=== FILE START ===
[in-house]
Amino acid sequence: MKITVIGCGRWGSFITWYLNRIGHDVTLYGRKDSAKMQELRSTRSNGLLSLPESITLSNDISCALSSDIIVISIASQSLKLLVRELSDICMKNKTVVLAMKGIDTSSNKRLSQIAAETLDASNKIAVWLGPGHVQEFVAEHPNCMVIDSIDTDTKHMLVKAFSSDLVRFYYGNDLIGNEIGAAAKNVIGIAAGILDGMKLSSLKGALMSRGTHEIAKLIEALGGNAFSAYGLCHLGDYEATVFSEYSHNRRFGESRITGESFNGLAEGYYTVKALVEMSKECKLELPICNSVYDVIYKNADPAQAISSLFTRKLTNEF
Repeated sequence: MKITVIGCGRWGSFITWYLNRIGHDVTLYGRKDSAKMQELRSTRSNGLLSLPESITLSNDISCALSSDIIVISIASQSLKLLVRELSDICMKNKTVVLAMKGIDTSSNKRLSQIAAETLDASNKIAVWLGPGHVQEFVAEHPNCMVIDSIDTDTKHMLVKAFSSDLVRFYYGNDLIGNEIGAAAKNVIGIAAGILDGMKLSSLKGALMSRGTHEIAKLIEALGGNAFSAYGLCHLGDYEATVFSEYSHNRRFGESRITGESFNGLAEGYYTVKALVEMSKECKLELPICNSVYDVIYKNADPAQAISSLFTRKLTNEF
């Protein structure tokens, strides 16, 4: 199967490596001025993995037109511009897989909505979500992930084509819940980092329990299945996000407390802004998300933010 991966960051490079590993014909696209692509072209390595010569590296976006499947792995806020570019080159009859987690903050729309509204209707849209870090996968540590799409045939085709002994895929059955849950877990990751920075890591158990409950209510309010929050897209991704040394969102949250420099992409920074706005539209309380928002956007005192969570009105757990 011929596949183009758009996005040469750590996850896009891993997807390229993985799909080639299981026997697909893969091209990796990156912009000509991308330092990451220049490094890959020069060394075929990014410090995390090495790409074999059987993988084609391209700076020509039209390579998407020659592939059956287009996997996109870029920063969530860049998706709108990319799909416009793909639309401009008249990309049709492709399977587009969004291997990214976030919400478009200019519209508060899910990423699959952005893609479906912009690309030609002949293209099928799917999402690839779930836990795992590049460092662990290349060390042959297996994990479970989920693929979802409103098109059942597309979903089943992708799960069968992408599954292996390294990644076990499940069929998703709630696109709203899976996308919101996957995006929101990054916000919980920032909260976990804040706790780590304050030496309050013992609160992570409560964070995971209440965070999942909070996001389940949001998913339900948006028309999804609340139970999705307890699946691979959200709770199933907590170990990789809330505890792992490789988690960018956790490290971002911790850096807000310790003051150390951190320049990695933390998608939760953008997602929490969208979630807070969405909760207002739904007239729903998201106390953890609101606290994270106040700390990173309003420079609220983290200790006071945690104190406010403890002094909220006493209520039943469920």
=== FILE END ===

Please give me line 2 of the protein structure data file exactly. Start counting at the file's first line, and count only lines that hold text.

Amino acid sequence: MKITVIGCGRWGSFITWYLNRIGHDVTLYGRKDSAKMQELRSTRSNGLLSLPESITLSNDISCALSSDIIVISIASQSLKLLVRELSDICMKNKTVVLAMKGIDTSSNKRLSQIAAETLDASNKIAVWLGPGHVQEFVAEHPNCMVIDSIDTDTKHMLVKAFSSDLVRFYYGNDLIGNEIGAAAKNVIGIAAGILDGMKLSSLKGALMSRGTHEIAKLIEALGGNAFSAYGLCHLGDYEATVFSEYSHNRRFGESRITGESFNGLAEGYYTVKALVEMSKECKLELPICNSVYDVIYKNADPAQAISSLFTRKLTNEF